A Moving Story, Part 3: Moving Day

Within a month of discovering a restored farmhouse for rent, signing a lease, and packing up everything we owned, our moving day finally arrived. We wanted to come back from our annual Ocean City vacation to our new home, which meant we had to hurry. We recruited some of our family members and friends and dedicated the bulk of a (thankfully) pleasant Sunday in July to transporting eleven years’ worth of six people’s belongings to their new homes. From family, to lifelong friends, to people who have only recently worked their way into their lives by the divine hand of God, we had a dream team who had graciously chosen to dedicate their day (and their pick-up trucks) to helping us move. Our 12-person crew operated with the precision, strength, and perseverance of an ant colony. Everyone had an integral role. Everyone was appreciated.

When I looked around the old house at the various curated collections of our belongings, I was overwhelmed. There were the kinds of things we used every day – the coffee pot, toiletries, favorite toys. There were the things we used occasionally – board games, kitchen appliances, certain tools. There were the things we rotated out like holiday decorations and seasonal clothing. There was a pile for donations, a pile for a yard sale, and a pile of stuff we just couldn’t let go of, like our Little Lamb baby swing. Everything was organized in different corners of several rooms so that our moving team would know where the plethora of boxes, bags, and bins were headed. I looked around at the thousands of pieces of plastic, metal, wood, and fabric that have brought us joy and comfort (and frustration) as they’ve entered our lives and wondered how we were going to transport so many things, where would we put them, and just how long it would take for us to unpack.

Fortunately, I wasn’t alone. I had my crew, most of whom have been in our predicament at least once in their lives. They offered solid advice like, “Pack your pantry in reusable grocery bags. You’ll lose your food if it’s in boxes” and “Bring the most important things over last” and “Put your bed together first. You’ll sleep well tonight.” We divided ourselves into four teams: Team Old House, Team New House, Team Storage, and the Crisis Team. Team Old House was responsible for preparing furniture for transit with foam, plastic wrap and blankets. They were also the Jenga and Tetris masters systematically loading up trucks and trailers. Team New House received packages of the kinds of things we used every day and, because they are far more organized with me, found new homes for kitchen utensils and towels. They were also the guardians of our most valuable (and incidentally most breakable) possessions. My Aunt Audrie kept Team New House as home base as she prepared a smorgasbord of delicious Italian food for us to indulge in when our fatigue set in. Sharing a meal with our loved ones would be a symbolic blessing for our new home. Team Storage took on the daunting task of moving seasonal items, cold-weather clothing, and, yes, I admit it, the “junk” that remained after I purged our belongings, into a shipping container we inherited from a friend. And you can only imagine what Team Crisis was for…like the moment when Patrick realized that we hadn’t cleaned out the attic!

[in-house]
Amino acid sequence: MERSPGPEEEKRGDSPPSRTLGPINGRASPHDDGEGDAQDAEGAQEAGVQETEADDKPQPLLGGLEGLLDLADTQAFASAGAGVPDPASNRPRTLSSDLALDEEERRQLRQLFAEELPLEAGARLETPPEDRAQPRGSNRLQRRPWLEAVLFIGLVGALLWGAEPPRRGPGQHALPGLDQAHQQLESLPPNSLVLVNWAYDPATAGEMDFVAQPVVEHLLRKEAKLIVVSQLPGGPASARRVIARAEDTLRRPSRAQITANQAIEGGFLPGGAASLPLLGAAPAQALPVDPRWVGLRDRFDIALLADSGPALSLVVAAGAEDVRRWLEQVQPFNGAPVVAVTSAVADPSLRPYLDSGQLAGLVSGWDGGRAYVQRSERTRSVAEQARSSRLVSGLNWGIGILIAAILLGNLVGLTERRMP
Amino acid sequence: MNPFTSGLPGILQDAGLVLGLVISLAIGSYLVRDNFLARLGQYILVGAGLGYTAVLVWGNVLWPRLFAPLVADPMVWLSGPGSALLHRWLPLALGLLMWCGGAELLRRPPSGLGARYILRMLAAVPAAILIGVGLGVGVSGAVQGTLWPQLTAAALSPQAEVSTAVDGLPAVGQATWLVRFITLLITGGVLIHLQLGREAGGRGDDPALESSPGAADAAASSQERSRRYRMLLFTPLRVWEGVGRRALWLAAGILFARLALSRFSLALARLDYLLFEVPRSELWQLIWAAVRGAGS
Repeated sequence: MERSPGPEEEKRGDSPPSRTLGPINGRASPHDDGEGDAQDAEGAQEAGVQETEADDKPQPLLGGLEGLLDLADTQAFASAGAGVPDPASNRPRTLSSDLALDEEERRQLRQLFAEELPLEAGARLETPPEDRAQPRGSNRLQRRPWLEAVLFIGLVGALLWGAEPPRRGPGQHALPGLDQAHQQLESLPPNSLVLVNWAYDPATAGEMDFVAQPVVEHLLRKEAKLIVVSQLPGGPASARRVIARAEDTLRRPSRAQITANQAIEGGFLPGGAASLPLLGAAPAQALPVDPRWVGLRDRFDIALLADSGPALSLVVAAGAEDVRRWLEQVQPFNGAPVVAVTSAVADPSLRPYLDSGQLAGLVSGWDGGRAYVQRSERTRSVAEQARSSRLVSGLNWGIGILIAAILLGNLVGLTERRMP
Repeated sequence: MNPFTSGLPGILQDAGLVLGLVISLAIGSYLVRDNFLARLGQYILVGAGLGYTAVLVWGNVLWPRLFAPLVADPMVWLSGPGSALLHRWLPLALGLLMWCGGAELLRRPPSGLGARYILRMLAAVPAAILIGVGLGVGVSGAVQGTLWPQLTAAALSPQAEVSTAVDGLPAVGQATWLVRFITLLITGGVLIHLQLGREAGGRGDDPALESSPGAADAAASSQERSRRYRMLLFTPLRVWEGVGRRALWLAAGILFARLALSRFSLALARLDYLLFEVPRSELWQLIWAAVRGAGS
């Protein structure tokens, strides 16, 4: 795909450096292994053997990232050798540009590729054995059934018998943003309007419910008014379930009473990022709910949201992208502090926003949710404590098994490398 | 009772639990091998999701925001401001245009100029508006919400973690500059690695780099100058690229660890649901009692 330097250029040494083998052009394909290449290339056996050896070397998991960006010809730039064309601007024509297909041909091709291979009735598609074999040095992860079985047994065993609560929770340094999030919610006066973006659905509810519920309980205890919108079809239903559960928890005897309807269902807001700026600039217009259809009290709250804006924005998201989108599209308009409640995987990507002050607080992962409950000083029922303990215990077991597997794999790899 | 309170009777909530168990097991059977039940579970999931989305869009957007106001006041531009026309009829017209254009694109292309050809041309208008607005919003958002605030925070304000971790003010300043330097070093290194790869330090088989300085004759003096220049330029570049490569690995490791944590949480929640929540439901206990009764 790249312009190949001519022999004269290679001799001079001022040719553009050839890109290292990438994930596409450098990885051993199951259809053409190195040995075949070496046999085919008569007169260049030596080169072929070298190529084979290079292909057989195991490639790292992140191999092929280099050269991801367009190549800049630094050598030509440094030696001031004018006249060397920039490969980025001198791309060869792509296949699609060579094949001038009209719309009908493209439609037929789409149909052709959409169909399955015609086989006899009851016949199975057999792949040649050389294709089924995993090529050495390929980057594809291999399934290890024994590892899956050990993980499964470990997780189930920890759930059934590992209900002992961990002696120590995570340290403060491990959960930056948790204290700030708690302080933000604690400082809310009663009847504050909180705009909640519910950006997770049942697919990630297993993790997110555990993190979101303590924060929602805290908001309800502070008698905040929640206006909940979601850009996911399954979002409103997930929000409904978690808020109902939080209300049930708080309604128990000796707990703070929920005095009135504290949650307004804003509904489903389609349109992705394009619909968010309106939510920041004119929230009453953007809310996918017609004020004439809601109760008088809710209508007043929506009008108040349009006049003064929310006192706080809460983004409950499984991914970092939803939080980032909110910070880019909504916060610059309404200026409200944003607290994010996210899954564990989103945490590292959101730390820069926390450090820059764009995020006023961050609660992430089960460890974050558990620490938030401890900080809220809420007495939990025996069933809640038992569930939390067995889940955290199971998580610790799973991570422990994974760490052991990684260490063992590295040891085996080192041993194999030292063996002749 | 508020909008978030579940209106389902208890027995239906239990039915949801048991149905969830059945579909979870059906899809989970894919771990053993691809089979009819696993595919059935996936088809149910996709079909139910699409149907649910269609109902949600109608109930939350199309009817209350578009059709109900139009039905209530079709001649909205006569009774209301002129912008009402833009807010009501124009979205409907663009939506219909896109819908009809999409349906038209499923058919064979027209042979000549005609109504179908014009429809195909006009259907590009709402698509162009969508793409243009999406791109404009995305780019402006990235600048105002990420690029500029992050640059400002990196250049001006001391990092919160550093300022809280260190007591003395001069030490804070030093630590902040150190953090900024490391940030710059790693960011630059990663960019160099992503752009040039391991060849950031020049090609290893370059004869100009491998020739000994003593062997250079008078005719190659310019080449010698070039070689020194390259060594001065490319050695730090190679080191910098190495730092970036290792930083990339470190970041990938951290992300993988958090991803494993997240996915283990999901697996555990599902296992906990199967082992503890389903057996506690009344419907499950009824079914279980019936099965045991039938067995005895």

Despite the heaving and hoing, there was plenty of laughter to go around as we dragged and dropped our way into our new lives. So many changes were happening, but we knew two things would stick would last for sure, the bonds we had with the friends and family we could count on to help our dreams come true and the mountain of boxes that had settled in next to the fireplace.

So, I’d like to offer a tremendous thanks to my everyone who played a part in the opening page of our new chapter. Without you, we’d still be moving boxes and maybe sleeping in our cars! Our home is your home and we’re looking forward to celebrating here with you in the coming years.

Tune in next time to find out the ups and downs of our settling-in process.

Check out part one and part two of this blog series. 

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Robyn Barberry

Robyn Barberry

Robyn Barberry is married to her high school sweetheart, Patrick. They are raising four imaginative and adventurous children, one of whom has autism. Robyn teaches art and language arts at St. Joan of Arc in Aberdeen, where she worships with her family. Robyn earned an MFA in creative nonfiction from Goucher College in 2011 and she has been blogging for the Catholic Review since 2012. If she could have dinner with any living person, it would be Pope Francis.